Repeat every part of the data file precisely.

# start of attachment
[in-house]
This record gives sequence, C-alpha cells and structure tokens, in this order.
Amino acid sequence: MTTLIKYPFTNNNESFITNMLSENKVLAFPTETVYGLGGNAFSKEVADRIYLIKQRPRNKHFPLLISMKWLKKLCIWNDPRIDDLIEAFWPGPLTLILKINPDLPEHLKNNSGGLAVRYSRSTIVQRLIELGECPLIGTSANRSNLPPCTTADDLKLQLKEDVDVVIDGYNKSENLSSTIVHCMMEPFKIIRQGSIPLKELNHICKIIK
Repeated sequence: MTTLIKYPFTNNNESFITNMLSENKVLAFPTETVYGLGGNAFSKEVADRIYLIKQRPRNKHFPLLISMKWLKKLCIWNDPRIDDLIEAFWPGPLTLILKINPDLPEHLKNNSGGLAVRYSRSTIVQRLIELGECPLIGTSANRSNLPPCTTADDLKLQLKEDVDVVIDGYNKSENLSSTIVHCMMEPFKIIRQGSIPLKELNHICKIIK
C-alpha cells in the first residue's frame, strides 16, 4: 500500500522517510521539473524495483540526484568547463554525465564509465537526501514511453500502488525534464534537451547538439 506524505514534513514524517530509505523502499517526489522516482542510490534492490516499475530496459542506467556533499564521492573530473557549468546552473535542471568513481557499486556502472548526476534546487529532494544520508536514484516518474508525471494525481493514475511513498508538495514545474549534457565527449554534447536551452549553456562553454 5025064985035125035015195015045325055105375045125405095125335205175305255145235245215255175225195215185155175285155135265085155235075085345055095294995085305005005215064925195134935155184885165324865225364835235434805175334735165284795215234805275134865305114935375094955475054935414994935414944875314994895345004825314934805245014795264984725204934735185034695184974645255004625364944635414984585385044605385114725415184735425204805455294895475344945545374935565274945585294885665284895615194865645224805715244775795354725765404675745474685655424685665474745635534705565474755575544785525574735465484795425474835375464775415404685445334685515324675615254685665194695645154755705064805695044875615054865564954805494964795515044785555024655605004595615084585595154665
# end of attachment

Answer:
[in-house]
This record gives sequence, C-alpha cells and structure tokens, in this order.
Amino acid sequence: MTTLIKYPFTNNNESFITNMLSENKVLAFPTETVYGLGGNAFSKEVADRIYLIKQRPRNKHFPLLISMKWLKKLCIWNDPRIDDLIEAFWPGPLTLILKINPDLPEHLKNNSGGLAVRYSRSTIVQRLIELGECPLIGTSANRSNLPPCTTADDLKLQLKEDVDVVIDGYNKSENLSSTIVHCMMEPFKIIRQGSIPLKELNHICKIIK
Repeated sequence: MTTLIKYPFTNNNESFITNMLSENKVLAFPTETVYGLGGNAFSKEVADRIYLIKQRPRNKHFPLLISMKWLKKLCIWNDPRIDDLIEAFWPGPLTLILKINPDLPEHLKNNSGGLAVRYSRSTIVQRLIELGECPLIGTSANRSNLPPCTTADDLKLQLKEDVDVVIDGYNKSENLSSTIVHCMMEPFKIIRQGSIPLKELNHICKIIK
C-alpha cells in the first residue's frame, strides 16, 4: 500500500522517510521539473524495483540526484568547463554525465564509465537526501514511453500502488525534464534537451547538439 506524505514534513514524517530509505523502499517526489522516482542510490534492490516499475530496459542506467556533499564521492573530473557549468546552473535542471568513481557499486556502472548526476534546487529532494544520508536514484516518474508525471494525481493514475511513498508538495514545474549534457565527449554534447536551452549553456562553454 5025064985035125035015195015045325055105375045125405095125335205175305255145235245215255175225195215185155175285155135265085155235075085345055095294995085305005005215064925195134935155184885165324865225364835235434805175334735165284795215234805275134865305114935375094955475054935414994935414944875314994895345004825314934805245014795264984725204934735185034695184974645255004625364944635414984585385044605385114725415184735425204805455294895475344945545374935565274945585294885665284895615194865645224805715244775795354725765404675745474685655424685665474745635534705565474755575544785525574735465484795425474835375464775415404685445334685515324675615254685665194695645154755705064805695044875615054865564954805494964795515044785555024655605004595615084585595154665